To keep the stacks in line as they travel throughout the length of the stationary frame 11, each stack is provided with a roller guide 35 at the lower end of an axle 36 which is anchored to the hollow beam 30, as shown to advantage in FIG. 4. To accommodate the roller guides there are provided guideways 37 and 38 on the outer sides of the respective channel sections 12 and 12' as shown in FIG. 5. The guideways are formed by angle sections 39 appropriately anchored to the respective channel sections in spaced relation, the space being wide enough to admit the roller guides 35.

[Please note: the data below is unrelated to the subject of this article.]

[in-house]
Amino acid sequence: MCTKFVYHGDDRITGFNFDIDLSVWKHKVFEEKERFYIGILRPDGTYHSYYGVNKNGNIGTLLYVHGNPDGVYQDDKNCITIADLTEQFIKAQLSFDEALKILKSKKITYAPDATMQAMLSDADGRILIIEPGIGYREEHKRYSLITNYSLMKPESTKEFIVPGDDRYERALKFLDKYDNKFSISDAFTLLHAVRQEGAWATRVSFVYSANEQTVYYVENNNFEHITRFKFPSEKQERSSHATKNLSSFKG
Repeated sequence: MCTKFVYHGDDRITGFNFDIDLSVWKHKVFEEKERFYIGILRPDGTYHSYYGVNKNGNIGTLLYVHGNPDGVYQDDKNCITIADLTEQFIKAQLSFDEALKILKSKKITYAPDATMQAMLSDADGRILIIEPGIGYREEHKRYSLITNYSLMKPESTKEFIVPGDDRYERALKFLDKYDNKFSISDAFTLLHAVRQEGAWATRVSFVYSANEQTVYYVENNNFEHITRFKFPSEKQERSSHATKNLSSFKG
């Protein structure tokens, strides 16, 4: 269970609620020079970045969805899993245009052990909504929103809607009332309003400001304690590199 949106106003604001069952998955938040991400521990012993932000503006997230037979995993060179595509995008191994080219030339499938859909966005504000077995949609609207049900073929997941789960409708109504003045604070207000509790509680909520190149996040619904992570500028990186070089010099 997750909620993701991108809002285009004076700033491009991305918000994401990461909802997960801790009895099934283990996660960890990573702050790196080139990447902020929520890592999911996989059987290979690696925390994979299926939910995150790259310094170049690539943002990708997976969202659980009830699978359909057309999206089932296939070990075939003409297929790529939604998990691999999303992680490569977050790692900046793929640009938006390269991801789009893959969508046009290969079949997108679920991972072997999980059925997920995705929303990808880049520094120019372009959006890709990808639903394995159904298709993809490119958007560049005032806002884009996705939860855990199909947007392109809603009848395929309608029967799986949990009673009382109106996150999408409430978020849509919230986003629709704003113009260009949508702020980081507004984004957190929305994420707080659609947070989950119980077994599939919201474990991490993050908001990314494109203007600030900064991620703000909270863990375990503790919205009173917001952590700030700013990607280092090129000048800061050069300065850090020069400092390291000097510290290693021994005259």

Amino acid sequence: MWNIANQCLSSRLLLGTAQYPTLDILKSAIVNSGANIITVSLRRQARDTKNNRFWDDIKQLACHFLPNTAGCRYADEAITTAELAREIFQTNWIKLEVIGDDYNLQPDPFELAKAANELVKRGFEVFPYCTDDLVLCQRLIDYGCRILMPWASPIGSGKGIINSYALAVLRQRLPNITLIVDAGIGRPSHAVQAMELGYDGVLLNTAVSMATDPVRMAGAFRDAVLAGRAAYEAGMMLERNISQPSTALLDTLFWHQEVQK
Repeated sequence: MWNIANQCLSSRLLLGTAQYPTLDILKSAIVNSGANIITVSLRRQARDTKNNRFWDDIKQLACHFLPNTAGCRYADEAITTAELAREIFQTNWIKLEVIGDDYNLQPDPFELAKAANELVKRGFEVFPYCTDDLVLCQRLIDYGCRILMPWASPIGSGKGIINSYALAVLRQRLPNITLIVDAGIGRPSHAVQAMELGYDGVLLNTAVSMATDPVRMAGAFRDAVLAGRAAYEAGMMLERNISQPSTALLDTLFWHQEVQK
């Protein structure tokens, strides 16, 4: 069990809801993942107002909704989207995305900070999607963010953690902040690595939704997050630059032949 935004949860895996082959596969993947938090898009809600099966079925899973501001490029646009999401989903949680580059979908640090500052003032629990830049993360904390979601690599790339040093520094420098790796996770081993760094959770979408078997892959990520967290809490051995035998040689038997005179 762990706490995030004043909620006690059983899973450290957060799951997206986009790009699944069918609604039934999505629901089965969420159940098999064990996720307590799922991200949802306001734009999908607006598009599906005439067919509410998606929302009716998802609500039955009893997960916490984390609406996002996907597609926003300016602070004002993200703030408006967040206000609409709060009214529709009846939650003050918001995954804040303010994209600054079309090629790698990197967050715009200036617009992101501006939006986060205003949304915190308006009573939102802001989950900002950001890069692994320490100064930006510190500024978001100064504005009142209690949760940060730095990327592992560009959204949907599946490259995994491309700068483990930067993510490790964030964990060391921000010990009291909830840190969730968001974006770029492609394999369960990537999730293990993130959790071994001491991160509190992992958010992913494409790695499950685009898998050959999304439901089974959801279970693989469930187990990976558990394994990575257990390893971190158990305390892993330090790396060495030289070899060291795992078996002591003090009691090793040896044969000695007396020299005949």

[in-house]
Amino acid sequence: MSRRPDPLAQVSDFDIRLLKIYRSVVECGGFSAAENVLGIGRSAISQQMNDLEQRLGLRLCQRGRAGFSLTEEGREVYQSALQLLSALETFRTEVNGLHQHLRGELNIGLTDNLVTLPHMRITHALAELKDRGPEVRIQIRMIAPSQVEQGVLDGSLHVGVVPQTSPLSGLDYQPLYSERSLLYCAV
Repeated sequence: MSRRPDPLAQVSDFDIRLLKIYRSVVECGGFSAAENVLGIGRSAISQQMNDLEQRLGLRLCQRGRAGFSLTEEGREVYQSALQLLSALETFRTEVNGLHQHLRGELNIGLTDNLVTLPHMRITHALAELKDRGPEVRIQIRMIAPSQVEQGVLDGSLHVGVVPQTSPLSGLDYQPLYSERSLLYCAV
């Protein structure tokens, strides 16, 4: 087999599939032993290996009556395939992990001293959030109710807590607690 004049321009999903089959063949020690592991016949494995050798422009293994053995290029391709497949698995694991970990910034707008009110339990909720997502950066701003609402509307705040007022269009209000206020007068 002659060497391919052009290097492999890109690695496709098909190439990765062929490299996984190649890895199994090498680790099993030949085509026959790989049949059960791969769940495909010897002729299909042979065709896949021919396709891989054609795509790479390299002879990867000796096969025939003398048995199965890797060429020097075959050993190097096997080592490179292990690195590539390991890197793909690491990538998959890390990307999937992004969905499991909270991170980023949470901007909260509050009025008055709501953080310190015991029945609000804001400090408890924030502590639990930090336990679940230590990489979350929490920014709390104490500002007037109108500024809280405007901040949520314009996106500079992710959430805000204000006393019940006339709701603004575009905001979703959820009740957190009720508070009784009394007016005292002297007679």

The movable frames embodied in the stacks 16 are adapted to be linked together to form, in effect, an endless chain. The linkage is made at the top and bottom of each stack by use of upper links 40 and lower links 41. Note, for example, in FIG. 3 where lower links 41 are shown, that for the upper course of the links 41 a right end piece 42 is pivotally secured to the hollow beam 30 by the same axle 36 which is employed to mount the roller guide 35. Similarly a left end piece 43 is secured to the corresponding hollow beam 30 by a similar axle 36. A mid-portion 44 of the link projects inwardly toward the stationary frame 11. Similar connections are provided for the upper links 40 which together with accompanying roller guides and axles are identical to bottom links 41, roller guides 35 and axles 36. With all of the stacks interconnected by links in the manner described, the stacks in fact act as an endless chain in their travel in a horizontal direction along the opposite sides of the stationary frame 11 and around the ends.